X-rays reveal fossil secrets

2015-09-03
A sophisticated imaging technique has allowed scientists to virtually peer inside a 10-million-year-old sea urchin, uncovering a treasure trove of hidden fossils. The international team of researchers from the United Kingdom, Spain and Germany, including Dr Imran Rahman from the University of Bristol, studied the exceptional specimen with the aid of state-of-the-art X-ray computed tomography (CT). Their results show that the sea urchin fossil was riddled with borings made by shelled invertebrates called bivalves. These fossilized boring bivalves were preserved inside ...

DC needle exchange program prevented 120 new cases of HIV in 2 years

2015-09-03
WASHINGTON, DC (September 3, 2015)-- The District of Columbia's needle exchange program prevented 120 new cases of HIV infection and saved an estimated $44 million over just a two-year period, according to a first-of-a-kind study published today by researchers at the Milken Institute School of Public Health (Milken Institute SPH) at the George Washington University. "Our study adds to the evidence that needle exchange programs not only work but are cost-effective investments in the battle against HIV," says Monica S. Ruiz, PhD, MPH, an assistant research professor in ...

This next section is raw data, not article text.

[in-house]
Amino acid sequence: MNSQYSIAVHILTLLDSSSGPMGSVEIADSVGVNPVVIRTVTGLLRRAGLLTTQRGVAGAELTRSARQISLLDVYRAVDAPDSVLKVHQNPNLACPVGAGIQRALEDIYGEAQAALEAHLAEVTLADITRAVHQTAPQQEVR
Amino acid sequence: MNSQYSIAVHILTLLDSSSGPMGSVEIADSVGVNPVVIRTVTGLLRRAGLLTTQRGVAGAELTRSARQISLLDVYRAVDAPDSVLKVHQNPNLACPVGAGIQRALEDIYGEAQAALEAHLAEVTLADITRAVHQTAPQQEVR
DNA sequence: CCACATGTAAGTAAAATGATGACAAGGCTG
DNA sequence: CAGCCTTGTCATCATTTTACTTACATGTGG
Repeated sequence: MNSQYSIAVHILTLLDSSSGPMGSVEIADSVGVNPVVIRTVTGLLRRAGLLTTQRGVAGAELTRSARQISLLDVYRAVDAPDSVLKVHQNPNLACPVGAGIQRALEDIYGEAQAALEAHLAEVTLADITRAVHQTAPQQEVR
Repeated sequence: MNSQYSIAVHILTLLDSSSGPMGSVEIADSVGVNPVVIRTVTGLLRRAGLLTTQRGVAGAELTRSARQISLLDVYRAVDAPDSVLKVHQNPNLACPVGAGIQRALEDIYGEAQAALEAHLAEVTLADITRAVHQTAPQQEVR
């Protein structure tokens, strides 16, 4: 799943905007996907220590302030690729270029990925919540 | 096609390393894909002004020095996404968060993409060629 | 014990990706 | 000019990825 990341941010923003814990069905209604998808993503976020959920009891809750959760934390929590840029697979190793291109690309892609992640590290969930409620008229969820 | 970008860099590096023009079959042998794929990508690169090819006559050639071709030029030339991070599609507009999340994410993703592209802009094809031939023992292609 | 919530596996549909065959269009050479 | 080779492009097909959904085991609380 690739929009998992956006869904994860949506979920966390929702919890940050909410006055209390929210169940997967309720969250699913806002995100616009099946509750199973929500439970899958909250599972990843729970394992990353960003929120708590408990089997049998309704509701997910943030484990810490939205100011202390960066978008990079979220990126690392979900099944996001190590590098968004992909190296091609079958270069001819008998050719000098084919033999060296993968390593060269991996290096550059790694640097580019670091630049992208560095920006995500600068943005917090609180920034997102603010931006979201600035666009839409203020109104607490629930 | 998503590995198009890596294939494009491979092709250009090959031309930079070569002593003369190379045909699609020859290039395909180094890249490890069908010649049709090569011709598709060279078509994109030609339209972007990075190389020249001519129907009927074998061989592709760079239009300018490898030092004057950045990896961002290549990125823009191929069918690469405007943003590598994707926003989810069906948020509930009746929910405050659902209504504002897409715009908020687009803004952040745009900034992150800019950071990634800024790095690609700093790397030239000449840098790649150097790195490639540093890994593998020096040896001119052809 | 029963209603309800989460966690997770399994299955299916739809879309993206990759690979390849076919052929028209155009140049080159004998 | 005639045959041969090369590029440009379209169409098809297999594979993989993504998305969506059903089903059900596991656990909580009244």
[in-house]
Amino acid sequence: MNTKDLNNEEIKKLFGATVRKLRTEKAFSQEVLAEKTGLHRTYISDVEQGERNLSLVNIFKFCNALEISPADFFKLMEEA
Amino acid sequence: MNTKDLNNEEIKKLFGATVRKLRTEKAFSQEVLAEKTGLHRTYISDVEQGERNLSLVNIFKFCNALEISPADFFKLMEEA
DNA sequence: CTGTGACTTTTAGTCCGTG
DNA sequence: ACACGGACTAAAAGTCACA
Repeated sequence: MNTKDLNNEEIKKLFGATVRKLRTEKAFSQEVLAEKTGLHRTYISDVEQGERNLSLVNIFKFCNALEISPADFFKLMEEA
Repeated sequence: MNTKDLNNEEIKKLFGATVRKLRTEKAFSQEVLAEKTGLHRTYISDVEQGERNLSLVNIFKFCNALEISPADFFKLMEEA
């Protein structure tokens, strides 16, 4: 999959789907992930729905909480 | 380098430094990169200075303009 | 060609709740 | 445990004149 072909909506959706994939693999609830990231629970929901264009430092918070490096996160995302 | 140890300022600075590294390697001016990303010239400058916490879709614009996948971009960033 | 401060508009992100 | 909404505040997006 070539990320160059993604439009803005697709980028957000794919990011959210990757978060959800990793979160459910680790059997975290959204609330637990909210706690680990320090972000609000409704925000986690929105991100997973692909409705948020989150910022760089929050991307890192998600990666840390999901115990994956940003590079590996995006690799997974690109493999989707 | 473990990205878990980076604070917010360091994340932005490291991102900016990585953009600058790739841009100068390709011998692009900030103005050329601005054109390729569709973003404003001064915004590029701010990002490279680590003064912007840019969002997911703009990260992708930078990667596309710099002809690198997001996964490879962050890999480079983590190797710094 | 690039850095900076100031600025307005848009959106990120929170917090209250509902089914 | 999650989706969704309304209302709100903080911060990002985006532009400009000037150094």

Drug for fungal infections in lung transplant recipients increases risk for cancer, death

2015-09-03
Voriconazole, a prescription drug commonly used to treat fungal infections in lung transplant recipients, significantly increases the risk for skin cancer and even death, according to a new study by UC San Francisco researchers. The team recommends physicians consider patient-specific factors that could modify the drug's risks and benefits, when providing care. Their study appears online Sept. 3, 2015, in the American Journal of Transplantation. "It is important for physicians to be aware of the impact of voriconazole on these outcomes," said senior author Sarah Arron, ...